Vancouver is said to be an ideal place for seafood lovers who want to eat local. However, almost one-quarter of the seafood sold in Metro Vancouver is mislabeled, according to a new study carried out by researchers from the University of British Columbia’s (UBC) Lu Food Safety & Health Engineering Lab.
In the study, UBC researchers collected 281 samples of fish and other seafood from grocery stores, sushi bars and restaurants in Metro Vancouver (Richmond, Vancouver, Coquitlam, West Vancouver, Burnaby, North Vancouver, Surrey and Langley) between September 2017 and February 2018. They carried out DNA testing of these samples to determine the true species.
The study was carried out partnership with independent charity Oceana Canada and the Hanner Lab at the University of Guelph.
Researchers found that 70 of the 281 samples were mislabeled either intentionally or by mistake. It was revealed that some seafood sold as snapper was actually tilapia.
“Different countries — their accepted common names for some sea species are not quite the same. So there could be some unintentionally mislabeled products during the shipment,” said Yaxi Hu, a PhD candidate at UBC and the lead author of the current study.
According to Hu, these results are comparable with an older study done by the school about 10 years ago.
“We aim to comprehensively understand the fraudulent labeling of fish products sold in Metro Vancouver, as the first step in studying the complicated seafood supply chain that serves the west coast of Canada,” said Xiaonan Lu, who leads the Lu lab.
“Our study demonstrates the importance of improving both the regulation of seafood labeling, and the transparency of the fish supply chain.”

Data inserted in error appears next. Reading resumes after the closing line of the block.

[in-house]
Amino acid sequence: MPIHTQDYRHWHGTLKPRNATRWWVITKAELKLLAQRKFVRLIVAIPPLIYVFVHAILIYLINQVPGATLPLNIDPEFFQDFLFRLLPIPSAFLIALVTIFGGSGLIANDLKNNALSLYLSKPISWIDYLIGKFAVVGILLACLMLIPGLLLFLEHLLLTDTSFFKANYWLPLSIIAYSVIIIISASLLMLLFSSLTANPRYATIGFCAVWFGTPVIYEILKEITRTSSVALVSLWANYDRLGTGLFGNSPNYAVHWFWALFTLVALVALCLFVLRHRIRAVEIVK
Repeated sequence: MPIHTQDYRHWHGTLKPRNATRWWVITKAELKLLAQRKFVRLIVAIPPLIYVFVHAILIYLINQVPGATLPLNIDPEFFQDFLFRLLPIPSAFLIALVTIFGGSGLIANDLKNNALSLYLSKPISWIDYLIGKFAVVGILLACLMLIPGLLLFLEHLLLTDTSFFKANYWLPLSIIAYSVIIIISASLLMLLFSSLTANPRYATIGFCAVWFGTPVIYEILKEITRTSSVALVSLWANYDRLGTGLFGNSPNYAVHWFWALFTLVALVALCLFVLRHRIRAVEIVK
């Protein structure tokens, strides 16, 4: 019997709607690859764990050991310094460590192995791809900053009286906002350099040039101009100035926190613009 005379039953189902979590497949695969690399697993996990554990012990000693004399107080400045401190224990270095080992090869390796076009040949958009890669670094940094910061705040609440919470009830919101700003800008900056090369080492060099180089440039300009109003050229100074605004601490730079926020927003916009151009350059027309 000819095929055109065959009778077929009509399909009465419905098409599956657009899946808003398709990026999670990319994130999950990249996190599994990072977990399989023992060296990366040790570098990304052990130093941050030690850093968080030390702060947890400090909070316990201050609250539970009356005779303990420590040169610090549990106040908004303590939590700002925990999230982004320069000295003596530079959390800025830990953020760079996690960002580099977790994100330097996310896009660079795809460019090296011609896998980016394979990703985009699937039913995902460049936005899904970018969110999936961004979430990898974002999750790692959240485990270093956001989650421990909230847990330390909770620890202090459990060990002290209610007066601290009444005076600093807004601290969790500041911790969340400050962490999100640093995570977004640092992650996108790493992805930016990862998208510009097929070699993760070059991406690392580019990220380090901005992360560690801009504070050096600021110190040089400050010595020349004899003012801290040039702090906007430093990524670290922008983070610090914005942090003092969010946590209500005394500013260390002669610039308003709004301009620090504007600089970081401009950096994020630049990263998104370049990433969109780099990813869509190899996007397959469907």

According to Yaxi Hu it is difficult to find out why and when a sample was mislabeled in the complicated global supply chain as a fish can pass through many countries before actually arriving at a supermarket. It is likely that a fish is caught in Canada, gutted in China, and breaded in the U.S. before eventually sold back to Canada as an American product. It is also possible that someone intentionally mislabel a sample to pass it off as a more expensive product—a fraud that can badly impact the health of consumers. It would expose consumers to allergens and toxins if they consume a mislabeled fish.
“Seafood fraud hurts our oceans, it hurts our health and it hurts our wallets,” said Julia Levin, a seafood campaigner with Oceana Canada, which helped with the research in the study.
“As a consumer, if you want to make a responsible decision about seafood, you have to know exactly what you’re getting — like the species — and exactly how it was caught, whether it was farmed, whether it was wild caught and the gear that was used, as well as where it came from,” she said.
According to researchers, this problem is not just limited to B.C. Last year, Oceana Canada collected 98 seafood samples from around Ottawa and found that nearly 50 percent of them were mislabeled.
Both Hu and Levin suggest that consumers should be offered more information about their seafood, such as scientific names of fish and information about the site where the product was caught.
The detailed findings of the study were published in the journal Food Control.